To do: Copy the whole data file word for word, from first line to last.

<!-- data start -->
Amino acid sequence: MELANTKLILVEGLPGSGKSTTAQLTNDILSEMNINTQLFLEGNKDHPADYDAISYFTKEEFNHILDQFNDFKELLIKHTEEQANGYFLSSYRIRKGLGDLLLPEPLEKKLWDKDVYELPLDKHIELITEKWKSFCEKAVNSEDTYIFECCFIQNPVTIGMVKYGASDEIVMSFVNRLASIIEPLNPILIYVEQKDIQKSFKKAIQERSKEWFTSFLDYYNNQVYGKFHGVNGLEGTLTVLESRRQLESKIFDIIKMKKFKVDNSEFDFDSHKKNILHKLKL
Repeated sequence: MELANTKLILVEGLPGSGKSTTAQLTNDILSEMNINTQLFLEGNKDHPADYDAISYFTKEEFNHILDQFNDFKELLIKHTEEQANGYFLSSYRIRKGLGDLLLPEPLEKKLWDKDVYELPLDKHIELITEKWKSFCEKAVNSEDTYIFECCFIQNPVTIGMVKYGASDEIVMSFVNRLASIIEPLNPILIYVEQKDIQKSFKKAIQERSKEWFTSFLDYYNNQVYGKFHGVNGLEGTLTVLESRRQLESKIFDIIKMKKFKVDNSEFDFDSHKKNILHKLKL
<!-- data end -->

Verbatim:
Amino acid sequence: MELANTKLILVEGLPGSGKSTTAQLTNDILSEMNINTQLFLEGNKDHPADYDAISYFTKEEFNHILDQFNDFKELLIKHTEEQANGYFLSSYRIRKGLGDLLLPEPLEKKLWDKDVYELPLDKHIELITEKWKSFCEKAVNSEDTYIFECCFIQNPVTIGMVKYGASDEIVMSFVNRLASIIEPLNPILIYVEQKDIQKSFKKAIQERSKEWFTSFLDYYNNQVYGKFHGVNGLEGTLTVLESRRQLESKIFDIIKMKKFKVDNSEFDFDSHKKNILHKLKL
Repeated sequence: MELANTKLILVEGLPGSGKSTTAQLTNDILSEMNINTQLFLEGNKDHPADYDAISYFTKEEFNHILDQFNDFKELLIKHTEEQANGYFLSSYRIRKGLGDLLLPEPLEKKLWDKDVYELPLDKHIELITEKWKSFCEKAVNSEDTYIFECCFIQNPVTIGMVKYGASDEIVMSFVNRLASIIEPLNPILIYVEQKDIQKSFKKAIQERSKEWFTSFLDYYNNQVYGKFHGVNGLEGTLTVLESRRQLESKIFDIIKMKKFKVDNSEFDFDSHKKNILHKLKL